The following is a presentation given by Andrew, a father whose family have been the subject of social service interventions and child protection plans, at the Reinforcing or Reducing Inequality among Children? The Role of Child Protection Services conference at King’s College London on 28 February 2017. #cwipconf17
Andrew : The Roles of Child Protection Services
When I was asked to speak to you all today, I was told that other people would talk about facts and figures and statistics. I can tell you what these statistics mean in real life. I can tell you about my own experience. When social services are involved in your life, you are in the spotlight. It is like living under a microscope. You feel like you have to agree with everything the social workers say. If you don’t agree with them you know that you will lose your kid. It feels like having a gun to your head.
I’ve had bad experiences with social workers and good experiences. A good social worker will talk to you; it is about you and your family, not about your case file or statistics. I am fortunate to have had good social workers this time around; one, they have tried to see things from my point of view and see what life is like in my shoes and, two, they have gone back to their managers and fought my case for me.
My wife fell pregnant two years ago. We were told by our social worker and her manager that they wanted to make sure we were meeting our baby’s needs and that she was developing like a new born baby should.
When social services are involved in your life, you need them to be understanding. I know they are focusing on my daughter’s weight. But I didn’t go and get her weighed last week because I was sick and my wife was out at college. There was nobody take her. You need social workers who understand that and don’t jump down your throat when you have a good reason for not doing what you said you would.
In the past, with our older children, I feel like there was never a fixation on a baby’s weight like there is now. My daughter is now messing with her food and messing about at mealtimes. It puts pressure on me and my wife to feed her and to persevere. Despite all this, she is still within the centile but this pressure is new.
When she was born, we were sent to an assessment centre for three months. It was worse than being in prison. We were the eldest people there, surrounded by immature children having children.
But we agreed to go because we know that if social services have concerns, you have to work with them to get rid of them! If they want you to do something then you have to do it.
Going there also proved to the social worker that we were determined to keep our baby, even if it meant taking advice from staff who didn’t even have kids of their own. You have to show willing.
When we came out of the assessment centre, social services made me the main carer for our child. They asked me not to work or look for work. It doesn’t work that way when it comes to the JobcentrePlus; if you’re not allowed to look for work then you get no benefits.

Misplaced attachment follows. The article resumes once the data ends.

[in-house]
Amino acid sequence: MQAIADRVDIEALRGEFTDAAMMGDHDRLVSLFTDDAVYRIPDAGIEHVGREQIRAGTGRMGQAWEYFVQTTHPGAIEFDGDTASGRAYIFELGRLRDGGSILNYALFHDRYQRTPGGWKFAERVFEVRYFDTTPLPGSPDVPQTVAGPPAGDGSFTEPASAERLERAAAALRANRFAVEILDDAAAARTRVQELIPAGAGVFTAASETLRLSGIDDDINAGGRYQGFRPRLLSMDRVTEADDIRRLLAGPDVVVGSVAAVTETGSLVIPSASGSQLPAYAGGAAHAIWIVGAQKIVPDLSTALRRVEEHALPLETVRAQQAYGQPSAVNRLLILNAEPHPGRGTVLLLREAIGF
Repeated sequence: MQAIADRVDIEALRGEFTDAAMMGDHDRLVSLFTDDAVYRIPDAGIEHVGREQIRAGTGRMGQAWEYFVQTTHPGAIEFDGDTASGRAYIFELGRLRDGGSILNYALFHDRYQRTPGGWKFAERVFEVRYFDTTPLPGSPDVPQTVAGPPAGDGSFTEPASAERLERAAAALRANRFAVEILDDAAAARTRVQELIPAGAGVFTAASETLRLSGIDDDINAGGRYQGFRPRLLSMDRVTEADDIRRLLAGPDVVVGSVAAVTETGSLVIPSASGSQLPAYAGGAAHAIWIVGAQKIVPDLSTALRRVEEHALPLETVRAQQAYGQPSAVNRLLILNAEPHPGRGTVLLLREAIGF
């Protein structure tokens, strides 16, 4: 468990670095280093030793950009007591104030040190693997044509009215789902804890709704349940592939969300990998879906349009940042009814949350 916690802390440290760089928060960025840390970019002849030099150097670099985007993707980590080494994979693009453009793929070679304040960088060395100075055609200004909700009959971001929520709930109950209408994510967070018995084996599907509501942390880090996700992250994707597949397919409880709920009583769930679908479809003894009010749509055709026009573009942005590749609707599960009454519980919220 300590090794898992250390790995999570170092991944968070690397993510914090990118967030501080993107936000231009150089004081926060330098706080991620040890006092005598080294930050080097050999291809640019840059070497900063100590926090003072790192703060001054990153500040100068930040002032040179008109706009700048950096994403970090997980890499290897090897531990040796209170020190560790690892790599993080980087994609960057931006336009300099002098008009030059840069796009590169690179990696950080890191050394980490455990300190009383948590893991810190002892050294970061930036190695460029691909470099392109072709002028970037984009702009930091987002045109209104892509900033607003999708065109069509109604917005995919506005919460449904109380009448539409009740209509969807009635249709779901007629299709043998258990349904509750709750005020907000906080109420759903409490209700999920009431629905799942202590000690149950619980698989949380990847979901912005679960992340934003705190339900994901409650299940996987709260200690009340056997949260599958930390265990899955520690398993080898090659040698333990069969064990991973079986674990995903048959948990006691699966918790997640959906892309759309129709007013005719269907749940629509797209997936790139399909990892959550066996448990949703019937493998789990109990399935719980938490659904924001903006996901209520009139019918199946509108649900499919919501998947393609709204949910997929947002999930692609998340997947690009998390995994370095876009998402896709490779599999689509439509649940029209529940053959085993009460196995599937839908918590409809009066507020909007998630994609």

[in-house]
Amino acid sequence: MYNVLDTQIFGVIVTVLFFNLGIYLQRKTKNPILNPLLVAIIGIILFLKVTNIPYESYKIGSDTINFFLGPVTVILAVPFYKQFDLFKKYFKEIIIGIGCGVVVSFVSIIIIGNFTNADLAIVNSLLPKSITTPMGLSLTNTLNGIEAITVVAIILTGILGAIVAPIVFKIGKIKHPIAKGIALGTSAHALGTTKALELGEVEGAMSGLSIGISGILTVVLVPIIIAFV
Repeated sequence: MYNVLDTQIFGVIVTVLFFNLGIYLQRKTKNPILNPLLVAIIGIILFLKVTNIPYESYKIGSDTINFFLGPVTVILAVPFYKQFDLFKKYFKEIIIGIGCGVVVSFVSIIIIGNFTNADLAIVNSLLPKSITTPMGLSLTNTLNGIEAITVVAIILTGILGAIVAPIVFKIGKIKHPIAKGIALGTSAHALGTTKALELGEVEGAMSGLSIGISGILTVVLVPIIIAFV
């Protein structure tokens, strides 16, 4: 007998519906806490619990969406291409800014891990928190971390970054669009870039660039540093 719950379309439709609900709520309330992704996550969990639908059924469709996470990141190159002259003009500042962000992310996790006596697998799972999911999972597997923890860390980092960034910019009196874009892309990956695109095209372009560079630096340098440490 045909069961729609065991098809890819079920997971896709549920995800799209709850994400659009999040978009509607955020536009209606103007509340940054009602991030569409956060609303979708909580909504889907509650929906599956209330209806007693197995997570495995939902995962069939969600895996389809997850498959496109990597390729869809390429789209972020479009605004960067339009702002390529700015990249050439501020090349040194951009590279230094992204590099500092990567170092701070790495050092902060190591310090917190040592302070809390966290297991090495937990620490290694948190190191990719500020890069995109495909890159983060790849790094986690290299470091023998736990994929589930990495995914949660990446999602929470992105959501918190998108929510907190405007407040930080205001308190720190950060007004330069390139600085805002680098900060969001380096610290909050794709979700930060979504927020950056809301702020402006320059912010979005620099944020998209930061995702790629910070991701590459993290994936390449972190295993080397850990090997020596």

Social services cannot have it both ways. I cannot be asked to be the main carer and only stay at home with the baby. I need to go out and work to earn money. Nothing in this world is free. You can’t feed a child on fresh air. And if you can’t provide for your child then social services will take your child away.
In the end, social services realised I needed to be able to work part-time to get benefits. My work advisor was a really good support for me. But the real difficulty is that not working means you have no money. And if you have no money then you can’t provide for your child.
I have more outgoings than income because being on benefits is no good. Everybody wants the best for their kids and themselves but that doesn’t mean just feeding them; it means keeping a roof over their head, clothing them. A life on benefits means I can’t go on holiday. It means having that not nice feeling in your stomach when your teenage son asks for a laptop or trainers at Christmas and you’re not sure you have enough money for the rent, the gas, the electricity and the food.
A child does not come with a bottomless pit of money so I need the freedom to go out and work. I still want a normal life for me and the kids.
Dignity means respect. Living on handouts, which is what being on benefits means to me, means no dignity.
In the end, I want to repeat what I said at the start. I’ve had bad experiences with social workers and good experiences. A good social worker will talk to you; it is about you and your family, not about your case file or statistics.
It is also important to have a good support network. I am lucky to have family, friends and ATD Fourth World. This made a difference because having them there meant I could fight to go back to work and know they would visit my wife to support her with our children.
You need to know what support my family has needed outside of social services: holidays with ATD, someone to come to court with us, someone to come to case conferences and meetings with social services, someone to visit us when we were in the family assessment unit, someone to support my wife her confidence and get her out of the house when she was having her panic attacks, someone to support our son through the loss of his brothers and take him out places so that when he feels he can’t talk to us he has someone to talk to.
Everyone needs support with kids. With kids, you go through good and bad but it feels like social services are only there for the bad. If social services really want to work with families then they cannot just walk away from a family the moment the child is adopted. If you want to work with families then it is the relationship that has to be the most important thing.
By Andrew ATD Fourth World
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Cartoon imagines from the conference by @harrymvenning